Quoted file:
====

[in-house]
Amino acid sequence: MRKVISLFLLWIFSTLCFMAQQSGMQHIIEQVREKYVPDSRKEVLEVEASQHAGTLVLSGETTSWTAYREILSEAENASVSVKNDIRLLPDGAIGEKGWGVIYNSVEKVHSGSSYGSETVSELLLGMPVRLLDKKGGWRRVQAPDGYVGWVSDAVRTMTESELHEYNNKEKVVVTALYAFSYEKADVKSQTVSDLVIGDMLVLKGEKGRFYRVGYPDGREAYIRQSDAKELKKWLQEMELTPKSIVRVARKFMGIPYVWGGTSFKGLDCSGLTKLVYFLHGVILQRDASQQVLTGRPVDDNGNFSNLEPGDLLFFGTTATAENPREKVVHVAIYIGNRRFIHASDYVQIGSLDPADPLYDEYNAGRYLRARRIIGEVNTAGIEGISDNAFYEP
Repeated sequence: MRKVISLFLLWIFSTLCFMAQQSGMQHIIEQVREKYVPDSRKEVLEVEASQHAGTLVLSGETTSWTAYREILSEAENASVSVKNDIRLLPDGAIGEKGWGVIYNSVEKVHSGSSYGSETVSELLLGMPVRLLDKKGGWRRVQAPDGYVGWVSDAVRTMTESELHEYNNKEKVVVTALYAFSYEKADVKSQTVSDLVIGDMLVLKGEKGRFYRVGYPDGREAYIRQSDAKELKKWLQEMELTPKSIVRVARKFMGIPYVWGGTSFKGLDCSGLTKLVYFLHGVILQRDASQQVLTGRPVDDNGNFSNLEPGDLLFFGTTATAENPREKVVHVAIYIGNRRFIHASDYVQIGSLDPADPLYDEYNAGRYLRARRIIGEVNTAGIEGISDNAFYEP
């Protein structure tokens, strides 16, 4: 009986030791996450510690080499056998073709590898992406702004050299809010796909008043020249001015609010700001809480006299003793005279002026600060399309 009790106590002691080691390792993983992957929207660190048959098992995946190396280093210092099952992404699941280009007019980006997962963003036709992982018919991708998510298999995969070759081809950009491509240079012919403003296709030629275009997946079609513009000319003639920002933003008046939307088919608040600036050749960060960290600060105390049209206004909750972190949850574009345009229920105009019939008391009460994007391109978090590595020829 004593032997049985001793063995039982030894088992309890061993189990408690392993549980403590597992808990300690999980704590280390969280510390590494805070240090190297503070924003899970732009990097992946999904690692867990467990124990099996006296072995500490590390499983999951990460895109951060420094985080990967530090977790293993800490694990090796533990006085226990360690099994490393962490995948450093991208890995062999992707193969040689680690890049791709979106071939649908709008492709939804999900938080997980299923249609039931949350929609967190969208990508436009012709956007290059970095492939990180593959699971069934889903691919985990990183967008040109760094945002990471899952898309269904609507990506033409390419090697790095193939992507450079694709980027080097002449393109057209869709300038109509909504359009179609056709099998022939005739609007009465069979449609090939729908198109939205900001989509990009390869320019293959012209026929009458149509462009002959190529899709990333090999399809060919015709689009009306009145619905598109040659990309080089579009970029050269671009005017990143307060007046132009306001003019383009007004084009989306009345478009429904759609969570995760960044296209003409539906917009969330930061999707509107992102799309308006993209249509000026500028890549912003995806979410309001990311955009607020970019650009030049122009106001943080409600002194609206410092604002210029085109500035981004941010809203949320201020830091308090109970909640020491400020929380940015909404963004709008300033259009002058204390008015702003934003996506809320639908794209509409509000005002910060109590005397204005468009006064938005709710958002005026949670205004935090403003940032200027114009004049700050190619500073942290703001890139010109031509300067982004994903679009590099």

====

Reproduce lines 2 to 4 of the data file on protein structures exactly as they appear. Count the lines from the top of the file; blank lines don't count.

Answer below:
Amino acid sequence: MRKVISLFLLWIFSTLCFMAQQSGMQHIIEQVREKYVPDSRKEVLEVEASQHAGTLVLSGETTSWTAYREILSEAENASVSVKNDIRLLPDGAIGEKGWGVIYNSVEKVHSGSSYGSETVSELLLGMPVRLLDKKGGWRRVQAPDGYVGWVSDAVRTMTESELHEYNNKEKVVVTALYAFSYEKADVKSQTVSDLVIGDMLVLKGEKGRFYRVGYPDGREAYIRQSDAKELKKWLQEMELTPKSIVRVARKFMGIPYVWGGTSFKGLDCSGLTKLVYFLHGVILQRDASQQVLTGRPVDDNGNFSNLEPGDLLFFGTTATAENPREKVVHVAIYIGNRRFIHASDYVQIGSLDPADPLYDEYNAGRYLRARRIIGEVNTAGIEGISDNAFYEP
Repeated sequence: MRKVISLFLLWIFSTLCFMAQQSGMQHIIEQVREKYVPDSRKEVLEVEASQHAGTLVLSGETTSWTAYREILSEAENASVSVKNDIRLLPDGAIGEKGWGVIYNSVEKVHSGSSYGSETVSELLLGMPVRLLDKKGGWRRVQAPDGYVGWVSDAVRTMTESELHEYNNKEKVVVTALYAFSYEKADVKSQTVSDLVIGDMLVLKGEKGRFYRVGYPDGREAYIRQSDAKELKKWLQEMELTPKSIVRVARKFMGIPYVWGGTSFKGLDCSGLTKLVYFLHGVILQRDASQQVLTGRPVDDNGNFSNLEPGDLLFFGTTATAENPREKVVHVAIYIGNRRFIHASDYVQIGSLDPADPLYDEYNAGRYLRARRIIGEVNTAGIEGISDNAFYEP
């Protein structure tokens, strides 16, 4: 009986030791996450510690080499056998073709590898992406702004050299809010796909008043020249001015609010700001809480006299003793005279002026600060399309 009790106590002691080691390792993983992957929207660190048959098992995946190396280093210092099952992404699941280009007019980006997962963003036709992982018919991708998510298999995969070759081809950009491509240079012919403003296709030629275009997946079609513009000319003639920002933003008046939307088919608040600036050749960060960290600060105390049209206004909750972190949850574009345009229920105009019939008391009460994007391109978090590595020829 004593032997049985001793063995039982030894088992309890061993189990408690392993549980403590597992808990300690999980704590280390969280510390590494805070240090190297503070924003899970732009990097992946999904690692867990467990124990099996006296072995500490590390499983999951990460895109951060420094985080990967530090977790293993800490694990090796533990006085226990360690099994490393962490995948450093991208890995062999992707193969040689680690890049791709979106071939649908709008492709939804999900938080997980299923249609039931949350929609967190969208990508436009012709956007290059970095492939990180593959699971069934889903691919985990990183967008040109760094945002990471899952898309269904609507990506033409390419090697790095193939992507450079694709980027080097002449393109057209869709300038109509909504359009179609056709099998022939005739609007009465069979449609090939729908198109939205900001989509990009390869320019293959012209026929009458149509462009002959190529899709990333090999399809060919015709689009009306009145619905598109040659990309080089579009970029050269671009005017990143307060007046132009306001003019383009007004084009989306009345478009429904759609969570995760960044296209003409539906917009969330930061999707509107992102799309308006993209249509000026500028890549912003995806979410309001990311955009607020970019650009030049122009106001943080409600002194609206410092604002210029085109500035981004941010809203949320201020830091308090109970909640020491400020929380940015909404963004709008300033259009002058204390008015702003934003996506809320639908794209509409509000005002910060109590005397204005468009006064938005709710958002005026949670205004935090403003940032200027114009004049700050190619500073942290703001890139010109031509300067982004994903679009590099």